Wednesday, June 20, 2007


We had a special needs group meeting the other night which was quite interesting. A dad of a boy, young man actually, with cerebral palsy gave us a bit of a talk about his experiences. His son is 26 now and lives in a home. The father is divorced and spoke a bit about the toll a special needs child takes on your marriage. There was lots of lively discussion and debate about putting these children into homes or not. Basically what I think it boils down to is that each family did what is right for them. For Ian's son, the home he is in is the best place for him. He is well looked after and has a degree of independence and Ian and his ex-wife (who I think is overseas at the moment) can rest easy knowing that he is happy. Sandy and her husband have kept Ryan (22 with CP) at home and have a helper to assist with looking after him. Ryan and some other youngsters with 'disabilities' have started up a bead business and are doing very well (more on that later). And that is what works for them.

I did find myself feeling a bit left out of the discussion a bit. I did not really have any questions for the guy and he kept saying I was very quiet and do I not have any questions and I just could not bring myself to say why I did not want to ask questions. Nobody had told him about Kendra. Silly how you can be perfectly fine telling people about Kendra one day and then the next keep avoiding the issue. Then the conversation went to how God only chooses special people to look after these special kids etc etc. I remember posting a poem about it once which someone read out at the meeting. The problem is that when I listen to that sort of thing the thought just keeps going around in my head 'Then why did he take her away from us so soon? Did he decide that we were not worthy parents after all? Maybe we weren't coping well enough? Why then?' I almost said it out loud too, just didn't feel like throwing a damper on things. Do I sound a bit bitter and angry? Yeah, well generally I'm not, just now and again it surfaces. Not to worry, I am fine. Am really questioning this whole God thing though. But let's not get into that right now.

We are going to visit my mom for her 60th birthday and my dad's 68th and I think they need a bit of cheering up. It is also Gathry's dad's birthday so lots of celebrations this weekend. My car has been in the garage for over a week now (yes, my new car!) with a leak from the heating/aircon system and I really hope it is fixed tomorrow else we will have a problem getting to PE and EL.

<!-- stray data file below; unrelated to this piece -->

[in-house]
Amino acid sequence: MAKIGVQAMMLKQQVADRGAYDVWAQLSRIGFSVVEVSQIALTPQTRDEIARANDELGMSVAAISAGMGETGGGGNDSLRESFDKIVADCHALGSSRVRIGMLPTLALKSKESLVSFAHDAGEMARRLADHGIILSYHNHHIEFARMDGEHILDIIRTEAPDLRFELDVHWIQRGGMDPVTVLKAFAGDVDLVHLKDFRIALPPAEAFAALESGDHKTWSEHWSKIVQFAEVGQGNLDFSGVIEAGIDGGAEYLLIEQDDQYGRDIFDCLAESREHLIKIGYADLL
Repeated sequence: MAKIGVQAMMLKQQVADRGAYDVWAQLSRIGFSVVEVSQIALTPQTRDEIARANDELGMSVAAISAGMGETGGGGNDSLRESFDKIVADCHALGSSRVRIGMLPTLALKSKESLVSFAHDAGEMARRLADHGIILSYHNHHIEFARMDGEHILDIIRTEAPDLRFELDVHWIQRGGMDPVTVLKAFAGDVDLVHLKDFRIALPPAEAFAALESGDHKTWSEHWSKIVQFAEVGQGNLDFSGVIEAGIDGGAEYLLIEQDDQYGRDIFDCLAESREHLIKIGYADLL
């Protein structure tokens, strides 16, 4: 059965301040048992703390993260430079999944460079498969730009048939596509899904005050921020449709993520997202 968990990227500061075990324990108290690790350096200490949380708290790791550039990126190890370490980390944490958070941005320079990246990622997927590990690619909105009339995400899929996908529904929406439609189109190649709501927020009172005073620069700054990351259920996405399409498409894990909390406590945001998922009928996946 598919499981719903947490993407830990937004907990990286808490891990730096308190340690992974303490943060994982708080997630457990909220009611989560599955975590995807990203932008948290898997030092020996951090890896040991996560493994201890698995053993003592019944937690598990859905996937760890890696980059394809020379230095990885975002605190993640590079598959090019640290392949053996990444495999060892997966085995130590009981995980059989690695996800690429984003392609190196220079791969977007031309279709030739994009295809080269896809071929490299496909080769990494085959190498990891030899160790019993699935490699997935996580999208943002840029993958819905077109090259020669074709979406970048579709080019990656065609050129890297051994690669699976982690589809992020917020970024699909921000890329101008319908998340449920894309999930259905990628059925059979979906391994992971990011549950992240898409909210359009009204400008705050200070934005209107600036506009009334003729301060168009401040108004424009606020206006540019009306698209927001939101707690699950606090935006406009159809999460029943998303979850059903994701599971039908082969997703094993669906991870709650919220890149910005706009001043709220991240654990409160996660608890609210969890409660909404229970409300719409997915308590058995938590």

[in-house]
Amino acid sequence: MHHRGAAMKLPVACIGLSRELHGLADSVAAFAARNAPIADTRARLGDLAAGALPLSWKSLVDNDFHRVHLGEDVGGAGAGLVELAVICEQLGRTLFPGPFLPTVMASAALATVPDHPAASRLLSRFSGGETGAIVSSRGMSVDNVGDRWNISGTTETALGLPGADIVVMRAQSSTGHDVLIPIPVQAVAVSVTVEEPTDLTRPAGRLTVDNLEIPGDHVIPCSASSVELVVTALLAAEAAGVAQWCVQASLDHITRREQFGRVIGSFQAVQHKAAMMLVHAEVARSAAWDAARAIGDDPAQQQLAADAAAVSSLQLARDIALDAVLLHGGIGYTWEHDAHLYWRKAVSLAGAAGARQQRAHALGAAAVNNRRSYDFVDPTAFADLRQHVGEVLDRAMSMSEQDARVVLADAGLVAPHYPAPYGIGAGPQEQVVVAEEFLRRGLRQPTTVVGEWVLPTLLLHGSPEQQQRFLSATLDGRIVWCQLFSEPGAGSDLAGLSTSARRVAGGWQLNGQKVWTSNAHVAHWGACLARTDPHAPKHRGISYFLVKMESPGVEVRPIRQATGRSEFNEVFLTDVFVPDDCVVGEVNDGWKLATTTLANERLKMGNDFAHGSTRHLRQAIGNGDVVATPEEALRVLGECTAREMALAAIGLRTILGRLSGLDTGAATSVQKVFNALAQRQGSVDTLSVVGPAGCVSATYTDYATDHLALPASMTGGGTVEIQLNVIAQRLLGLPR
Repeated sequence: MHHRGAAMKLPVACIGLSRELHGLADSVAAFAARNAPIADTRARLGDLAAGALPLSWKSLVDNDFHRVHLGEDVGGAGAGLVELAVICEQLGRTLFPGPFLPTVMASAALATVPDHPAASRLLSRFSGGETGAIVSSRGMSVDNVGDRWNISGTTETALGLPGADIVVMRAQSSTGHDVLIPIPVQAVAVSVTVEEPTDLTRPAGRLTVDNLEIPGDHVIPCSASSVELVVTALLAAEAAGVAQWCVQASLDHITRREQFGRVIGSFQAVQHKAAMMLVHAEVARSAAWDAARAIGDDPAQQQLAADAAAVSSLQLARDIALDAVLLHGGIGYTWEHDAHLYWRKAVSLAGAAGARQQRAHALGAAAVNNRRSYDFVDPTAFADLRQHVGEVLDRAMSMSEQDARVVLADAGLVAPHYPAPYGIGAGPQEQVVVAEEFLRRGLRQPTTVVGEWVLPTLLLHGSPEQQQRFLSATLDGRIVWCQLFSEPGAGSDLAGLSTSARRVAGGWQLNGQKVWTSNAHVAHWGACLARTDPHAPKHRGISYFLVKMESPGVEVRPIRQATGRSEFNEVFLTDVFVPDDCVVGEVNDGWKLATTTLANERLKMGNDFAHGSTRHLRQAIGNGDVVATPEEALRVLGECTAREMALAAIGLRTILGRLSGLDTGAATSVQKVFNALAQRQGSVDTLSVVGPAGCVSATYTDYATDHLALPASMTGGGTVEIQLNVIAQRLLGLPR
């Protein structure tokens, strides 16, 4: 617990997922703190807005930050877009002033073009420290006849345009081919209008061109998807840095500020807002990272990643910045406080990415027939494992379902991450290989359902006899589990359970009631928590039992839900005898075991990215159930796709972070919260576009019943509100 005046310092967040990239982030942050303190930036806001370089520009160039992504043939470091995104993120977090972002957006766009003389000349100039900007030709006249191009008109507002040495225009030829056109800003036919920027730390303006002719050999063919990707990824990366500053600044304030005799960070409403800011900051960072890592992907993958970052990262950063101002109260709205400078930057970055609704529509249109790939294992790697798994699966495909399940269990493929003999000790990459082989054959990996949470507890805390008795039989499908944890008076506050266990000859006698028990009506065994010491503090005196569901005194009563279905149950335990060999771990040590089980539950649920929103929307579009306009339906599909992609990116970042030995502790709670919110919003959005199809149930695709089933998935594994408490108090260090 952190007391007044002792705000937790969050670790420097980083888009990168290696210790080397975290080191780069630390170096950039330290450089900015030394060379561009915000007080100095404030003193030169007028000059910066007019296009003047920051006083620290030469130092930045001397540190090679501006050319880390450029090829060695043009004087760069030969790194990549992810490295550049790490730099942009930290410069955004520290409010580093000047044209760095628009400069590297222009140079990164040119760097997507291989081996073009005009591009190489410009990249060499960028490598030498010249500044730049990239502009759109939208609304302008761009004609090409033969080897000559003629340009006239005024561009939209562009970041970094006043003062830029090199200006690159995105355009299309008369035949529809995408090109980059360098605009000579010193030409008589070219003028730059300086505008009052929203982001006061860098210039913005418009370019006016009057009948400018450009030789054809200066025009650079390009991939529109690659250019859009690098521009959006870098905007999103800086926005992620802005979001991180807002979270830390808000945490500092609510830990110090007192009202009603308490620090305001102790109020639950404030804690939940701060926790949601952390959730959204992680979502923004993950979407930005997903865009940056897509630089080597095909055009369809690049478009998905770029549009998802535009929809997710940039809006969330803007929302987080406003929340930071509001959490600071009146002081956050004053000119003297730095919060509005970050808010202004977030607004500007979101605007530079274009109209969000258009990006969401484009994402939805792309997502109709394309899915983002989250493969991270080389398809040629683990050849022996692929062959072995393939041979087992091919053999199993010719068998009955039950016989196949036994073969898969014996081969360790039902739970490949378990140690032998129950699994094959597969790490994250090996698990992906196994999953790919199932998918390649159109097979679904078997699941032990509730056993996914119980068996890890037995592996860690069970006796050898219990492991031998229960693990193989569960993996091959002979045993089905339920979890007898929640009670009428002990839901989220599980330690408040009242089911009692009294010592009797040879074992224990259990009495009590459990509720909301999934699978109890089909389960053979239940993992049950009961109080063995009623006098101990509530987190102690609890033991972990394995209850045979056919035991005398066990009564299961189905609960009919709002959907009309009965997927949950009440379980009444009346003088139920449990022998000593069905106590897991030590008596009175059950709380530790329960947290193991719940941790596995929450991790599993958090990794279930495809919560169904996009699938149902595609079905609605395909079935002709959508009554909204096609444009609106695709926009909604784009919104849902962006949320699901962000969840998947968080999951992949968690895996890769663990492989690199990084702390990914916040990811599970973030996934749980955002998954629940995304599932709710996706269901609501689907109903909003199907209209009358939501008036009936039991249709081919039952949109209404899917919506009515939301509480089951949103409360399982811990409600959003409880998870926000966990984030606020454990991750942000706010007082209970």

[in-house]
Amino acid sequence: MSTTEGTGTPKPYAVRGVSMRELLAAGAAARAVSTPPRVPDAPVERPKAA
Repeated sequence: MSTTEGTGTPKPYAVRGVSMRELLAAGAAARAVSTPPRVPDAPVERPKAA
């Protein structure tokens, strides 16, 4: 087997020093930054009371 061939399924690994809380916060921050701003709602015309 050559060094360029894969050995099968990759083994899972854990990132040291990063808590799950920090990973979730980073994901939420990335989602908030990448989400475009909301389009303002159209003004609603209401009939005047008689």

We had a meeting with Branston's principal today. He was telling us all about how they thought intervention was needed and he is sure the school can help us etc etc. Really, we have been telling them for 2 years now that something has to be done and only when we say we are taking him out of the school have they woken up. We will see what the remedial teacher has to say next term and give them till the end of the year. If they cannot help then it really will be time to move him.

Saturday, June 02, 2007


This grief is a funny thing. It seems to come and go like the tides. One day I will be perfectly fine and then there are other days when it just sort of hits me out of the blue - I have a daughter. My daughter died! She is gone forever. I can never hold her again.

I read a blog the other day where she describes so perfectly the way grief progresses. (Delphi, I hope you don't mind me borrowing a bit from your blog) . The first, I would say, 8 months after Kendra died were like being blanketed in thick fog. It weighs you down, slows you down and you cannot see through it. There are days when it thins out a bit and you can see a bit further and days when you can't see your hands. After 8 months the fog had lifted to a degree but I missed it, I wanted it back. It felt like if the fog wasn't there then I was forgetting. Well, I blamed this on the ADs I was taking so I stopped them (against the advice of professionals). I must say the first month was tough. That old fog threatened to overwhelm me. Now it has thinned out again, not lifted entirely, but I can see a bit further (at least as far as Table Mountain!). I still have my heavy fog days and moments (especially when around babies and toddlers) but that is fine, I don't want them to go away. I even have some clear days where the fog lifts totally but I know it is always there, waiting to roll in from the ocean and that is ok. There were also many, many days in the beginning where that fog turned to icicles and really pelted me with ice. Stinging, painful ice. That also still happens although the icicles are perhaps not as sharp now, though now and again a really sharp one does surprise me at the oddest moments.
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